Hobby Lobby

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Hobby Lobby – Practice what you Preach An organization, in its simplest form, is comprised of people brought together to achieve a common goal whether it be solving a problem, selling a product or providing a service. The existence of the organization is wholly dependent on the collective body of individuals involved and it is these individuals that are the driving force behind the success or failure of a company. The relationships that connect the people within the organization dictate how the culture is developed and perceived. Organizational culture is the summation of the underlying organizational values manifesting as collective assumptions, attitudes, beliefs, expectations and norms. Grounded in the customs and…show more content…
Integrating Christian principles into the work environment can be a challenge in today’s secular climate however one avenue that Hobby Lobby uses to effectively demonstrate their values is through their store hours. Signs posted at their stores state that they are closed Sundays to allow employees time with their families and time to worship. This however is the only discernible illustration of their core values. When asked about how they characterize “biblical principles” the employee responses were varied and sometimes ambiguous. Of the few employees who were able to define what “biblical principles” signified to them, a common theme appeared. More than one employee referred to the biblical passage Mathew 7:12 the Golden Rule, roughly translated into “do unto others as you would have others do unto you.” Other illustrations were “doing the right thing” and “having faith in the people around you”.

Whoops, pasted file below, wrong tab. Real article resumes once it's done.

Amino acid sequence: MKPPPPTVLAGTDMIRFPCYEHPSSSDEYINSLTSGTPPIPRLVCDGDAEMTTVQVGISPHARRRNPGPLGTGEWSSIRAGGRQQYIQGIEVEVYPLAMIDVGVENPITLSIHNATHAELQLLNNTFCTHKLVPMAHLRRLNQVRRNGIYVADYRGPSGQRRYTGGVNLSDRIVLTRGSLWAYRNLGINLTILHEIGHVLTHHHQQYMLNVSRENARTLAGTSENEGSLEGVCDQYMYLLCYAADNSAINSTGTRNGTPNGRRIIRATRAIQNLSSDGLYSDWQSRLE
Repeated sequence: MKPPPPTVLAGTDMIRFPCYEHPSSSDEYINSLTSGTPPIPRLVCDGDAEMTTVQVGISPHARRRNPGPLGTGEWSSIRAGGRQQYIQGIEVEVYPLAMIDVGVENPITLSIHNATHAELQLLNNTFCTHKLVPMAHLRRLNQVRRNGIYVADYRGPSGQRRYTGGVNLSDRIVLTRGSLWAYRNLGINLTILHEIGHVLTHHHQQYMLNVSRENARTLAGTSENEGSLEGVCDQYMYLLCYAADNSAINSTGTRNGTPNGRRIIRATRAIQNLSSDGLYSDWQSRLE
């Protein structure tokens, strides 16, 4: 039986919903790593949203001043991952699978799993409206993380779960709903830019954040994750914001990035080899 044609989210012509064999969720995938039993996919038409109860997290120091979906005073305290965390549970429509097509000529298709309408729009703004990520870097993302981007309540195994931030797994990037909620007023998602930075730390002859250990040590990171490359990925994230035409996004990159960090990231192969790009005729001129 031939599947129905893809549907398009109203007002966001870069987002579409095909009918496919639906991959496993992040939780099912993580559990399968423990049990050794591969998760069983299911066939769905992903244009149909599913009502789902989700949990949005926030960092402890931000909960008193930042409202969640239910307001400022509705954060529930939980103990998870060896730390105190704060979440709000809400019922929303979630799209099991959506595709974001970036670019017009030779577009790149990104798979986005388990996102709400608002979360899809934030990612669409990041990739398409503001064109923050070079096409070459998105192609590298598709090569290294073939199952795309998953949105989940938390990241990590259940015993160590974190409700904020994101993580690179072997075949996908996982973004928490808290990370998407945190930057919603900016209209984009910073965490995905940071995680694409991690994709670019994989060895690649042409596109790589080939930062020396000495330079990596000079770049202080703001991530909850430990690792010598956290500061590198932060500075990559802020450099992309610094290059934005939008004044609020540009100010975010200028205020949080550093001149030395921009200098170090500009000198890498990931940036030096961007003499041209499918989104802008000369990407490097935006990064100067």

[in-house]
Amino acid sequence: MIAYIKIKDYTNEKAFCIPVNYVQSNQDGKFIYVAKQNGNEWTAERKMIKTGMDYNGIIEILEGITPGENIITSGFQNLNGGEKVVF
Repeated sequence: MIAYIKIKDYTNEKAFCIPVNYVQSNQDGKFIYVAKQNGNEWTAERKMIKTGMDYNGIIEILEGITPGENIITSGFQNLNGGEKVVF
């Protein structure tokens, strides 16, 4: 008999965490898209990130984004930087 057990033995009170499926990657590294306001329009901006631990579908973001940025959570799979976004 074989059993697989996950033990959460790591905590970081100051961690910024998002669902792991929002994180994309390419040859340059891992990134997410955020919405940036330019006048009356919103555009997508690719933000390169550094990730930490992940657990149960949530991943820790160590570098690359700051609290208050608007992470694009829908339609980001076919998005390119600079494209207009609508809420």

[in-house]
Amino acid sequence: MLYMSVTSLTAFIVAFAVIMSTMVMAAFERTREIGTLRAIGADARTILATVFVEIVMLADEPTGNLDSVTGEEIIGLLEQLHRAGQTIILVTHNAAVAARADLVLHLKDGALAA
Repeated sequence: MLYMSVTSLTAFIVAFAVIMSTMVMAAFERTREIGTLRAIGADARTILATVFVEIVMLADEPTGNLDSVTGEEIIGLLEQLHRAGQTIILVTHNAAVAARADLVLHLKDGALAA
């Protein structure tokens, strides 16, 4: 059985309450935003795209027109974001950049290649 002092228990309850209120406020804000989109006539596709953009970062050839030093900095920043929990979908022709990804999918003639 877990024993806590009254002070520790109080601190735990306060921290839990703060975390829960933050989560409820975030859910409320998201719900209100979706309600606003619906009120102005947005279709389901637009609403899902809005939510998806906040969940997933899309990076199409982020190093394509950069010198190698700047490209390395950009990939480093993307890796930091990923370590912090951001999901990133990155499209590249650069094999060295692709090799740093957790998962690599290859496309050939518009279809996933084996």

Basic Assumptions The third and deepest level of organizational culture posited by Edgar Schein is basic assumptions. Basic or underlying assumptions are the unconscious and intangible mechanisms that become ingrained and provide a sense of security. Often taken for granted, these assumptions are communicated through behavior and non-verbal cues reflecting the enacted values within the organization which may or may not correspond with espoused values expressed by leadership (Nelson & Quick, 2011).

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